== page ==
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    • CommentRowNumber1.
    • CommentAuthorUrs
    • CommentTimeApr 27th 2011
    • (edited Apr 27th 2011)

    I feel that something deserves to be said about locally connected toposes regarded as classifying toposes. But I am not yet sure exactly what. Does anyone have an idea?

    So if a topos 𝒯\mathcal{T} happens to be locally connected and at the same time we happen to regard it as a classifying topos for a geometric theory, then we should want to consider some additional properties or structrures on the algebras that it classifies.

    For instance we might want to restrict attention to the algebras internal to other locally connected toposes such that these are classified by locally connected classifying geometric morphisms. Hence to consider classification not in the 2-category of toposes, but of locally connected toposes and locally connected geometric morphisms.

    If so, that would mean to consider our topos as the classifying topos not just for a geometric theory, but for an infinitary first order theory. That is obvious enough, but is this also an interesting thing to say?

    • CommentRowNumber2.
    • CommentAuthorMike Shulman
    • CommentTimeMay 7th 2011

    That’s an interesting question (sorry I’ve taken so long to reply to it). By general nonsense, any type of “theory” does have a classifying (= syntactic) category in the 2-category of categories in whatever doctrine it was expressed in – which for geometric theories we can take to be infinitary-pretoposes (with cocontinuous lex functors). By that approach, I think an infinitary first-order theory should have a classifying category in the 2-category of Heyting infinitary-pretoposes which are “locally-complete” in the sense of having all small intersections of subobjects (with cocontinuous Heyting functors that also preserve such intersections). Possibly there are some size issues that would have to be finessed.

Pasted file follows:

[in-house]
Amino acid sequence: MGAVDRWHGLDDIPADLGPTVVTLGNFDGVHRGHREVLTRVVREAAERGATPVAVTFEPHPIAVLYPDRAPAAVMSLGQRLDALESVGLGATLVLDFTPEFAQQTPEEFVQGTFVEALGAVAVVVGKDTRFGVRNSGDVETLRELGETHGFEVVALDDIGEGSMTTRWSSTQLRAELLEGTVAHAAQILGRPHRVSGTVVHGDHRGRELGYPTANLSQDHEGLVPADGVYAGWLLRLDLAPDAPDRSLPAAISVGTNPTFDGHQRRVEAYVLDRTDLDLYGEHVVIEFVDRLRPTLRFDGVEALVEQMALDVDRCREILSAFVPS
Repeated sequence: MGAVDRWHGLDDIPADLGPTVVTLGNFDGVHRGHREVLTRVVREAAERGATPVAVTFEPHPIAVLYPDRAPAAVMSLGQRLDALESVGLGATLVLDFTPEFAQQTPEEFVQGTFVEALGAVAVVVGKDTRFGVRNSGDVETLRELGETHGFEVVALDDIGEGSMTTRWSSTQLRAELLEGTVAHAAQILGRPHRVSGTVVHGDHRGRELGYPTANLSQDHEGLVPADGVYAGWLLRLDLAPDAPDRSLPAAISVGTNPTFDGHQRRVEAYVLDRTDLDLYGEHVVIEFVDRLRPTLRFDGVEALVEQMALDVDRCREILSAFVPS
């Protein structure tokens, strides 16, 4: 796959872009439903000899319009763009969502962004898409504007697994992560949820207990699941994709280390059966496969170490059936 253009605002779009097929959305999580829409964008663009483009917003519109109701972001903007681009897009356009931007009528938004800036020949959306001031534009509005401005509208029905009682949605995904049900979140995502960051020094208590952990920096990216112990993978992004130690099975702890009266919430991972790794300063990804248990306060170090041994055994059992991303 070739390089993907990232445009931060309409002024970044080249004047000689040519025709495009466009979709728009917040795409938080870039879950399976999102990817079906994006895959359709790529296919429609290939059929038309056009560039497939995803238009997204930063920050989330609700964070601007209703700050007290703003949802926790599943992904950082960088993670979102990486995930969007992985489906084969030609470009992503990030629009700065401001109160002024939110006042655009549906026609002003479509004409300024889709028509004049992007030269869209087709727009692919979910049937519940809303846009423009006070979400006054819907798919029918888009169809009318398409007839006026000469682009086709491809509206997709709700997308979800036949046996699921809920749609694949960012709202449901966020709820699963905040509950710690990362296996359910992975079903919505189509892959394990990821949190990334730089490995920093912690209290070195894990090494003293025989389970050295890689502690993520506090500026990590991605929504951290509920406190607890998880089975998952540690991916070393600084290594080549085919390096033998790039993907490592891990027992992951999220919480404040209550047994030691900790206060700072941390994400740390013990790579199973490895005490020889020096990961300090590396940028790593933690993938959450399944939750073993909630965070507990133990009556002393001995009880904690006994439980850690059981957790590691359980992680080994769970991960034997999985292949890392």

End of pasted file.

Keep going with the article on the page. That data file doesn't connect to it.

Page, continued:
Of course, any Grothendieck topos is a locally-complete Heyting infinitary-pretopos, as is any well-powered infinitary-pretopos by the adjoint functor theorem for posets. And any locally connected inverse-image functor is a locally-continuous cocontinuous Heyting functor. So we can regard any topos, whether or not it is itself locally connected (over Set), as classifying some infinitary first-order theory among locally-complete Heyting infinitary-pretoposes (with respect to locally-continuous cocontinuous Heyting functors), among which we include toposes.

    I see two questions to ask, then, which I don’t know the answers to:

    1. I presume that not every locally-complete cocontinuous Heyting functor between toposes is a locally connected inverse-image functor. So a topos which classifies a certain infinitary first-order theory, in the above sense, seemingly doesn’t necessarily classify the same theory with respect to locally-connected geometric morphisms out of other topoi. Maybe we need to allow the infinitary first-order theories to also include operations of infinite arity (so that the functors will be globally continuous and hence have left adjoints) and dependent types (to get the Beck-Chevalley condition for Π\Pi-functors and not just for \forall-functors).

    2. If a given topos classifies some geometric theory as a topos, and also classifies some infinitary first-order theory as a locally-complete Heyting infinitary-pretopos, how are the two theories related?

    • CommentRowNumber3.
    • CommentAuthorUrs
    • CommentTimeMay 7th 2011

    Thanks for the reply. Interesting to hear that these questions are open.